“A Big Man On A Small Stage”
By XIANG WANG
BOLOGNA — Richard Nixon described Lee Kuan Yew as “a big man on a small stage”; Henry
Kissinger identified him as “one of the asymmetries of history” and Xi Jinping praised him as “old friend of Chinese people.” The news of the 91-year-old founding father of Singapore Lee Kuan Yew’s passing has saddened thousands around the globe. This British-educated leader of Chinese descent transformed Singapore from a small fishing village into an “Asian Tiger.” For three decades of leadership, Lee’s pragmatic actions bringing some of the best policies from the West – a free market economy, zero tolerance towards corruption, the rule of law, and universal public education – helped him achieve a remarkable milestone and showed the rest of the world how a natural resource-impoverished island state can flourish. Singapore’s GDP per capita was around $400 in 1959 and it has increased to over $56,000 today. In fact, Lee’s influence was not limited to the stage of Singapore, but influenced its neighbor China. The story goes beyond the one we often hear, in which Deng Xiaoping was astonished by how Lee had transformed the country in such a short period during his visit to Singapore in 1978. “How did you do that?” Deng asked Lee during their meeting. Lee Kuan Yew recollected his memory of this meeting in his book, One Man’s View of the World.
“China can do much better than us. Many Singaporeans are descendants of farmers from southern China who do not have land. China has scholars, scientists and experts. China will do better than us in the future. ” Lee remembers that after this response, his guest stared at him and then moved on to the next
topic. It was in 1992, and Deng went on his famous tour of southern China. He said, “We should learn from Singapore’s experience, and we should do a better job than they do.” Lee wrote in his book that Deng did not forget he had told him.
The rest of the story is familiar: Deng’s visit to Singapore came at a turning point for China. The Chinese economy took off, and never looked back. China continues to send government officials and scholars to Singapore to learn the “Singapore Model” and Lee himself was also a frequent visitor to China. The bond between him and Chinese leaders was known to be close. Chinese state-owned media like CCTV spent a great amount of time mourning Lee and reminded viewers of his contribution to and influence on China. The Chinese Foreign Ministry issued a statement on the day of his death calling him “a uniquely influential statesman in Asia and a strategist embodying oriental values and international vision.”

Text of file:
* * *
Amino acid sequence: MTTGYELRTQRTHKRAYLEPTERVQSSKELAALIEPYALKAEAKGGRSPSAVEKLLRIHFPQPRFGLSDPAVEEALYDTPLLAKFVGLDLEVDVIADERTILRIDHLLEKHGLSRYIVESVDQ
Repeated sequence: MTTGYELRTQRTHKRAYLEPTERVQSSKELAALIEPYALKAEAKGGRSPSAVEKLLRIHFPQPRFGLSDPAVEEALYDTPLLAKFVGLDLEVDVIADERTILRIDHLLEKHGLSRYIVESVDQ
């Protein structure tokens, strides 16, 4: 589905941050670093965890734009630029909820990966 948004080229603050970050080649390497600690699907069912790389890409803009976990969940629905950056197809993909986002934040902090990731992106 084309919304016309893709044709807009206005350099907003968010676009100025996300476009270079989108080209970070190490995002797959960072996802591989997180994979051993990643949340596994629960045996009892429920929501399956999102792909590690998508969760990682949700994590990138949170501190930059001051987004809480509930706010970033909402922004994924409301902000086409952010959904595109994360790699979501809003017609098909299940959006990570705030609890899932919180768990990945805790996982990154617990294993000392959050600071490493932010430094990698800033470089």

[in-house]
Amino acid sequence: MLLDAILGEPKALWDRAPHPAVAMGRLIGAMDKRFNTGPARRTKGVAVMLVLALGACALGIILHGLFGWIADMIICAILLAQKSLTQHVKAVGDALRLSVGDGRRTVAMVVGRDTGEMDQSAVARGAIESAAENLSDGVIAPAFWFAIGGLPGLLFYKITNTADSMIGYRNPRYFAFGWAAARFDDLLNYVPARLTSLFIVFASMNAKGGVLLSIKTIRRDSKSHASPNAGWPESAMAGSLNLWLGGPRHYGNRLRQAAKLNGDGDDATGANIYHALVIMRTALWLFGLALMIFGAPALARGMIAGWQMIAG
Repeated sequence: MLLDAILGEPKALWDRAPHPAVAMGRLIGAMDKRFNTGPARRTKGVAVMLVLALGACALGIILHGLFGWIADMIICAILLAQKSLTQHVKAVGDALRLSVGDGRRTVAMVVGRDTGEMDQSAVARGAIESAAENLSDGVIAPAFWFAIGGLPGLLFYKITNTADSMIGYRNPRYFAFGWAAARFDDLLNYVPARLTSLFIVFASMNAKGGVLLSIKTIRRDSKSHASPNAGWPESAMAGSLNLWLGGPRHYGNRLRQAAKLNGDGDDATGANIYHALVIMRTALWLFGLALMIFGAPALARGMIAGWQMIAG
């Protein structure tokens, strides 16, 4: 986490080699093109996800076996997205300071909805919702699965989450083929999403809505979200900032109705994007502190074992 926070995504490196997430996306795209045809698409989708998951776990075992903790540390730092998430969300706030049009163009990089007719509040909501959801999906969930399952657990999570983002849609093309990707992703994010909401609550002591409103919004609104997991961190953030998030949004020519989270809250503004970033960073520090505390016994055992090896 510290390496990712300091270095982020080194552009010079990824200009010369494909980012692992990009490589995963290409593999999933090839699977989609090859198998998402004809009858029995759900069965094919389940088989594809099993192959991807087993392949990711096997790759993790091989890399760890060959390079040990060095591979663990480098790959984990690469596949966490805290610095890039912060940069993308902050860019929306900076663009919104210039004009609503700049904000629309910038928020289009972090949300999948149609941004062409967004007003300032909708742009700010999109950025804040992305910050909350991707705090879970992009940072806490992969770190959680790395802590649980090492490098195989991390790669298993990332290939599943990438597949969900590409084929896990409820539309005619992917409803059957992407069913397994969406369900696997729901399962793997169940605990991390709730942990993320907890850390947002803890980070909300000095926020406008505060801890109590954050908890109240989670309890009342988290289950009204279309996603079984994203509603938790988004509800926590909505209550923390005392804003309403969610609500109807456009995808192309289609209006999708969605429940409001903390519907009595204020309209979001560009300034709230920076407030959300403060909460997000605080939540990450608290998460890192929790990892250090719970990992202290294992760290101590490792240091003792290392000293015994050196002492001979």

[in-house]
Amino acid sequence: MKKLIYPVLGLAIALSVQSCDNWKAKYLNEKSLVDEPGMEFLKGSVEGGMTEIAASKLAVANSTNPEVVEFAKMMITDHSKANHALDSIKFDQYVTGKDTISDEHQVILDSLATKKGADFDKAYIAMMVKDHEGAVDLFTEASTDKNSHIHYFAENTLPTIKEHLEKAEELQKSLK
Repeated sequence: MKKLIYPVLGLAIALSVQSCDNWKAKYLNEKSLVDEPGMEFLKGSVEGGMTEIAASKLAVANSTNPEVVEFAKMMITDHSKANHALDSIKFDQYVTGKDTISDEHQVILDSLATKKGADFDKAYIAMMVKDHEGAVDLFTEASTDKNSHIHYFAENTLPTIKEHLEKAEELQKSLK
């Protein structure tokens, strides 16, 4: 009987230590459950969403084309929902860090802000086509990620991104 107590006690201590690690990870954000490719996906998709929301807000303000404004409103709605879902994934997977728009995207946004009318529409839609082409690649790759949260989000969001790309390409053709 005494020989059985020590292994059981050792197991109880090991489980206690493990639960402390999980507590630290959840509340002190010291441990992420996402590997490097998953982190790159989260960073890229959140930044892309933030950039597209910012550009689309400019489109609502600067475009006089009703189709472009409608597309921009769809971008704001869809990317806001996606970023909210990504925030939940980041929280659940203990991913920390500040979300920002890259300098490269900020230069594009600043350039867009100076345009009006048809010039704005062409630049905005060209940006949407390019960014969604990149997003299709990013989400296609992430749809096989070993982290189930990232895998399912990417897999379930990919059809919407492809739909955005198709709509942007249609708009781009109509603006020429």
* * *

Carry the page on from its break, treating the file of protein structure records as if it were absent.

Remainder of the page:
China did not just want to learn about the successful experience of a developing country’s economy from him, but more importantly, they wanted to learn from Singapore’s unique authoritarian governance structure. The Washington Post even called Lee “ the democratic world’s favorite dictator.” For three decades of his leadership, even though the country allowed for elections, his People’s Action Party held power since Singapore’s independence in 1959. On one hand, he adopted the open market approach from the West to develop the country’s economy. On the other hand, this “soft” authoritarian country did not adopt the pluralistic democracy and the freedom of speech.
How did Lee do this? This might be the question Xi and other Chinese officials desire to master today. As Singapore is also known as one of least-corrupt countries in the world, Xi’s anti-corruption campaign hunting down the rampant corruption domestically can indeed to learn from Lee’s clean governance experience. But the question is, what’s next after the father of Singapore’s passing? China is watching Singapore closely, but uncertainty remains high. Can this authoritarian capitalism continue? Is Singapore’s way of governance transferable to China? And lastly, how will China change? As Lee said during an interview with the Foreign Affairs back in 1994, “the government in China will change. It will change in Korea, Taiwan, and Vietnam. It is changing in Singapore. But it will not end up like the American or British or French or German system. ”